Cheaper by the Dozen (Perennial Classics)
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What do you get when you put twelve lively kids together with a father -- a famous efficiency expert -- who believes families can run like factories, and a mother who is his partner in everything except discipline? You get a hilarious tale of growing up that has made generations of kids and adults alike laugh along with the Gilbreths in Cheaper by the Dozen.
Translated into more than fifty-three languages and made into a classic film starring Clifton Webb and Myrna Loy, Cheaper by the Dozen is a delightfully enduring story of family life at the turn of the 20th century.
line. Memorize them. Get to know them forward and backward. Get to know them so you can say them with your eyes closed. Like this.” Dad closed his right eye, but kept his left open just a slit so that he could still read the chart. “QWERTYUIOP. See what I mean? Get to know them in your sleep. That’s the first step.” We looked crestfallen. “I know. You want to try out that white typewriter. Pretty, isn’t it?” He clicked a few keys. “Runs as smoothly as a watch, doesn’t it?” We said it did.
they’re very affectionate, but they’re not accustomed to having children around any more. They’re going to love you, but they’re not used to noise and people running around.” Mother had spent a good bit of money buying us new outfits so that we would make a good impression in California, and she thought she ought to economize on train accommodations. We were jammed, two in a berth, into a drawing room and two sections. She brought along a Sterno cooking outfit and two suitcases of food, mostly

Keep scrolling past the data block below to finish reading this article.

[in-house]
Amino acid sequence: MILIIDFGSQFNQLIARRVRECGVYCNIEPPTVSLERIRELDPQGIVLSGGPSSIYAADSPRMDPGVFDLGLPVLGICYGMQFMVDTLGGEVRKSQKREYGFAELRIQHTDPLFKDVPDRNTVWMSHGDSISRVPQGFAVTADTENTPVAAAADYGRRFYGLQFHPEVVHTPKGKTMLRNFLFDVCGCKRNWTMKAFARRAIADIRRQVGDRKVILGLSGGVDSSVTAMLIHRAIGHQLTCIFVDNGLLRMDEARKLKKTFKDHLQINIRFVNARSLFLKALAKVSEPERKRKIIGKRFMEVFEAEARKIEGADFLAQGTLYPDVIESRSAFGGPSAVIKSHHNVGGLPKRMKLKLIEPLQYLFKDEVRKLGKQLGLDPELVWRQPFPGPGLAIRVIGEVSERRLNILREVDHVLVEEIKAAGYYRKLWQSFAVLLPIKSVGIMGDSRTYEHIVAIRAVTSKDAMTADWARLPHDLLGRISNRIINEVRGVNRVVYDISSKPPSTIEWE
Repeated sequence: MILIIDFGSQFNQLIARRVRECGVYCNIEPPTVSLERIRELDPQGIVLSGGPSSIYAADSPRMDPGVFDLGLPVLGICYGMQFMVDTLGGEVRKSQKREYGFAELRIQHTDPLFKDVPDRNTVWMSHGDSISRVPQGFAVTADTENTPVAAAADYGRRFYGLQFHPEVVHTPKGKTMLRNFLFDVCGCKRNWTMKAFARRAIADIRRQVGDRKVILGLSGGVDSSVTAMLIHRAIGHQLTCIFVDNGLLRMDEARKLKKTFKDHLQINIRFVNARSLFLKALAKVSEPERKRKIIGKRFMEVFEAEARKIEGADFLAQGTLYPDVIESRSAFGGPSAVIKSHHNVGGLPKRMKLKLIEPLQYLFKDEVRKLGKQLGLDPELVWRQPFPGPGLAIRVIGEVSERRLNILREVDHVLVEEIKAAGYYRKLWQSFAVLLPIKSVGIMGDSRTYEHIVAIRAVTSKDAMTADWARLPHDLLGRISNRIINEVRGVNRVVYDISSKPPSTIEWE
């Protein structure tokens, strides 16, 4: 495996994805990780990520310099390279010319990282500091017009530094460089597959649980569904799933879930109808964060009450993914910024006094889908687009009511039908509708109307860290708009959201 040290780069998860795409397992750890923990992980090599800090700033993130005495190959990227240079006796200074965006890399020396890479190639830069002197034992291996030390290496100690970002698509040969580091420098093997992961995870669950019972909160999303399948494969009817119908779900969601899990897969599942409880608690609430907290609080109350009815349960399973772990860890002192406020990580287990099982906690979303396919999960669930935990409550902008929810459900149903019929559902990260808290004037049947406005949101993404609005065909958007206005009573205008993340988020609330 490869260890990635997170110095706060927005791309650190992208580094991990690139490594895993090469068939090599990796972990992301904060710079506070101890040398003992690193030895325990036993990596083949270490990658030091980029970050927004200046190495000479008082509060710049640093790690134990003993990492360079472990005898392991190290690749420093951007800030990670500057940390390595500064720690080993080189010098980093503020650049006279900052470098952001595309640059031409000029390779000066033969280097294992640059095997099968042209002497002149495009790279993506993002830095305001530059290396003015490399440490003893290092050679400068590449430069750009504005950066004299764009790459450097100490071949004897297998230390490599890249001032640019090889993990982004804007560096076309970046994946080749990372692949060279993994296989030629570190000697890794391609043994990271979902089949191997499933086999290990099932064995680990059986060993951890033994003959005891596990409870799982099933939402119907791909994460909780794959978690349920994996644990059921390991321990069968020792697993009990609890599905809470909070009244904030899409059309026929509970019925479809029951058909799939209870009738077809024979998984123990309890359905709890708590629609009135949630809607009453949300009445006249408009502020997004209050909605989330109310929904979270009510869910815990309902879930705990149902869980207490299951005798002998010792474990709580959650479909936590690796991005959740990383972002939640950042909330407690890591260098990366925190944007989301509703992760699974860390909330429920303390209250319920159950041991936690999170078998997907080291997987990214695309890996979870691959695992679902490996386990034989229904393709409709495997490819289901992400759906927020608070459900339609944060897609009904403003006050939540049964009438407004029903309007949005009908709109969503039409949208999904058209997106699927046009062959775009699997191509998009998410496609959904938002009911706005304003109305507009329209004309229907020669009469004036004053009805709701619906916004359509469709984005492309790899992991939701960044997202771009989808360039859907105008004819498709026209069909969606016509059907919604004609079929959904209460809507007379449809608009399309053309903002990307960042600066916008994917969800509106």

when he got a job with an automatic pencil company, he decided to photograph us burying a pile of wooden pencils. We were in Nantucket at the time. Tom Grieves built a realistic-looking black coffin out of a packing case. For weeks we bought and collected wooden pencils, until we had enough to fill the coffin. We carried the casket to a sand dune between The Shoe and the ocean, where Dad and Tom dug a shallow grave. It was a desolate, windswept spot. The neighbors on the Cliff, doubtless
house. They should last us for years.” In justification to Dad, it should be said that automatic pencils always were used once the supply of wooden ones was exhausted. Dad simply couldn’t stand seeing the wooden ones wasted. The next summer, when Dad was hired as a consultant by a washing machine company, we went through the same procedure with the washboard and handwringer at Nantucket. This time, though, Tom was prepared. “Wait a minute, Mr. Gilbreth,” he said. “Before you bury my wringer I
her come to live with them. Finally, when she was too old to help even with the housework, they turned her out into the street. There was a snowstorm going on, too. The fade-out scene, the one that had Dad actually wringing out his handkerchief, showed the old woman, shivering in a worn and inadequate hug-me-tight, limping slowly up the hill to the poor house. Dad was still red-eyed and blowing his nose while we were drinking our sodas after the movie, and all of us felt depressed. “I want all